The present study was conducted to investigate the presence of Escherichia coli O157:H7 in food samples of animal origin and to detect its virulence genes by immunomagnetic separation technique and multiplex PCR (mPCR). A total of 500 samples (consisting of diced meat, minced meat, burger, raw cow's milk and raw cow's milk cheese) were analysed. Escherichia coli O157:H7 was detected in 5 (1%) of 500 analysed samples including two diced meat, one minced meat and two raw-milk cheese. None of the burger samples tested contained E. coli O157:H7. Three isolates obtained from minced and diced meat were found to carry stx1, stx2, hlyA and eaeA genes whereas two isolates from raw-milk cheese were found to harbour the stx1, eaeA and hlyA genes. The results of this study suggest that raw meat and raw-milk cheese tested could pose public health problems in consumers with regard to their virulence factors.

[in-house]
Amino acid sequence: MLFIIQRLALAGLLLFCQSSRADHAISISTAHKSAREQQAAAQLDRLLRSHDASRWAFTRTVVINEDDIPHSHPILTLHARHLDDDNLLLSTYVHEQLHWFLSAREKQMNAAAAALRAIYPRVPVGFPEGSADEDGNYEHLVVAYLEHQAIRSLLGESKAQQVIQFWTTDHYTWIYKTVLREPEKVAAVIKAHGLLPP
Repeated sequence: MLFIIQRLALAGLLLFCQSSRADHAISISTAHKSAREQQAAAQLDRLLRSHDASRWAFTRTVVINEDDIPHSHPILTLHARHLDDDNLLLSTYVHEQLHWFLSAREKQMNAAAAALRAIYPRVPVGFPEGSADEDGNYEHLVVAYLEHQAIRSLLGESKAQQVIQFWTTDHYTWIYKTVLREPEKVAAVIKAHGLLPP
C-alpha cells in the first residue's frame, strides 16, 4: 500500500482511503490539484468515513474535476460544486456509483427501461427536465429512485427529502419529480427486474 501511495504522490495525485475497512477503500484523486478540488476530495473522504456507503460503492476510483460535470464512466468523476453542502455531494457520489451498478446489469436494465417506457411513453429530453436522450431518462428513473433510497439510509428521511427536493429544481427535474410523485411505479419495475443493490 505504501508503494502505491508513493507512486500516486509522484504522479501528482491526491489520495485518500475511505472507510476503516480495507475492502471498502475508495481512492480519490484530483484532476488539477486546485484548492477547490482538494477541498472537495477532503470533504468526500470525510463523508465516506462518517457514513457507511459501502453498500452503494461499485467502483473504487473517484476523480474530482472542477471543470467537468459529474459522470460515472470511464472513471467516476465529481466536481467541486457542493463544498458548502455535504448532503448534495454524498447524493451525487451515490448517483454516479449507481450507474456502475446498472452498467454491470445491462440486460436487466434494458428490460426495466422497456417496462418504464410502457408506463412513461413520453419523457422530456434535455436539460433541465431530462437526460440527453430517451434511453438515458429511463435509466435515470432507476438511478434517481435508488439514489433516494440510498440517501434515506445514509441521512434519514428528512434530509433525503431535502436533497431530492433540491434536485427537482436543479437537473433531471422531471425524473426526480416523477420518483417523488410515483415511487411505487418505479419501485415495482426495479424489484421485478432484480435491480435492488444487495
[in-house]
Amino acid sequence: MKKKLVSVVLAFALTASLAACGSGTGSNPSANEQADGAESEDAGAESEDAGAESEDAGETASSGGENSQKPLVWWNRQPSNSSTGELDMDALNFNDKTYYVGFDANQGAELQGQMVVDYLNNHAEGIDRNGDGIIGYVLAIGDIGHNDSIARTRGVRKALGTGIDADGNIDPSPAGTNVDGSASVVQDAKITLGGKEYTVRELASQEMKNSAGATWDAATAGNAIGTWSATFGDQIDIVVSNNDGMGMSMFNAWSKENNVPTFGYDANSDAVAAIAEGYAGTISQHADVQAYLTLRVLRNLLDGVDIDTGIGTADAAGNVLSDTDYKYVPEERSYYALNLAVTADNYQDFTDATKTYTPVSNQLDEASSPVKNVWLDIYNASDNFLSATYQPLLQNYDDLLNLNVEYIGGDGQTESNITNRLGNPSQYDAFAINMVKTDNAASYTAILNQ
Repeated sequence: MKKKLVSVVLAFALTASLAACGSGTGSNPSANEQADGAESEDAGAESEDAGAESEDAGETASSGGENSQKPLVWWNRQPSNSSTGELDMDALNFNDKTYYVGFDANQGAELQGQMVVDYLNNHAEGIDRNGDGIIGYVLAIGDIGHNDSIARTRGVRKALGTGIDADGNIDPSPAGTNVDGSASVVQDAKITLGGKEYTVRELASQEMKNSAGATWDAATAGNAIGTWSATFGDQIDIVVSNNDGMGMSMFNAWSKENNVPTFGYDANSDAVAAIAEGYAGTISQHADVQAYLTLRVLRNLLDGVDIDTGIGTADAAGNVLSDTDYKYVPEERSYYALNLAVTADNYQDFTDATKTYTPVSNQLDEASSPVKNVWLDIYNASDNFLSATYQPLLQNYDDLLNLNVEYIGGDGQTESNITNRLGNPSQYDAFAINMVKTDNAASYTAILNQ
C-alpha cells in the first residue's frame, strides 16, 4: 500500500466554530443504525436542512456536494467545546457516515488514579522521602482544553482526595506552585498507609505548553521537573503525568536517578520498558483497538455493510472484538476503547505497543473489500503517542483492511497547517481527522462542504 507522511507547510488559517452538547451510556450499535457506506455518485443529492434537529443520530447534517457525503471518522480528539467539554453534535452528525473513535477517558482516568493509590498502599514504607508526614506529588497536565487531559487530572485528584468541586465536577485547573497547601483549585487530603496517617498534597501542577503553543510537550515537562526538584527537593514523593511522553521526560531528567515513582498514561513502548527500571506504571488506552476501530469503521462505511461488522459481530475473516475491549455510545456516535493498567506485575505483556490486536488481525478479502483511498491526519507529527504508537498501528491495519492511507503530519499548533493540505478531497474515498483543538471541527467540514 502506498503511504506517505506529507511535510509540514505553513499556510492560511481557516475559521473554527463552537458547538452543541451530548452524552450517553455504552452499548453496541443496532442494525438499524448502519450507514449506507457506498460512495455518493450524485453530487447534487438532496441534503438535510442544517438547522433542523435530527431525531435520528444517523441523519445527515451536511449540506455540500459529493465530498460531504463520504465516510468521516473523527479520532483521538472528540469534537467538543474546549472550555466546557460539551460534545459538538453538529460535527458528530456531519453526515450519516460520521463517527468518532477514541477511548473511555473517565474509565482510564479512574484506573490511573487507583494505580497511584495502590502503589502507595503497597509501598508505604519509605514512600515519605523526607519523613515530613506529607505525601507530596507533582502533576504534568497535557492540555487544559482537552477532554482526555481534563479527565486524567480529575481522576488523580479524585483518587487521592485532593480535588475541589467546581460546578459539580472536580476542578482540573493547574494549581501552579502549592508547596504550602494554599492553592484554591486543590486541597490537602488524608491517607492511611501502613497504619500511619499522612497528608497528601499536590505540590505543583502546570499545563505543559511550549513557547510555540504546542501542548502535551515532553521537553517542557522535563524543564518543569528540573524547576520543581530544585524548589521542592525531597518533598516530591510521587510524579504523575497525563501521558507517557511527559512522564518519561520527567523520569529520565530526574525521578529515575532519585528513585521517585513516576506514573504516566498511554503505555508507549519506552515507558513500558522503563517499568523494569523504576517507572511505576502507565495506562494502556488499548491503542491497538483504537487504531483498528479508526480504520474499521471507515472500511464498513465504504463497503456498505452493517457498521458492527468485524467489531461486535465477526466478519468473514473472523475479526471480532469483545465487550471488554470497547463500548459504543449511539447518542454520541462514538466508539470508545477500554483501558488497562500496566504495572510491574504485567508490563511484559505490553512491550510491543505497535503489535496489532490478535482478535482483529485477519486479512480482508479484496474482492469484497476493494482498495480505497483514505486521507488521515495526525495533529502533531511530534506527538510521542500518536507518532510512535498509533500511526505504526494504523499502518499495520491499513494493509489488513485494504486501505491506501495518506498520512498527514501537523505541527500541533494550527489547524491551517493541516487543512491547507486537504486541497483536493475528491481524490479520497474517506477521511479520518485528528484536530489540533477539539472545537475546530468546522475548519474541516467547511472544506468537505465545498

Significance and Impact of the Study:Escherichia coli (E. coli) O157:H7 is an important human pathogen. Escherichia coli 0157:H7 infections have been associated with consumption of uncooked meat and meat products, as well as unpasteurized dairy products. This study demonstrated that without specific tests for E. coli virulence factors raw meat and raw-milk cheese could pose public health problems to Turkish consumers.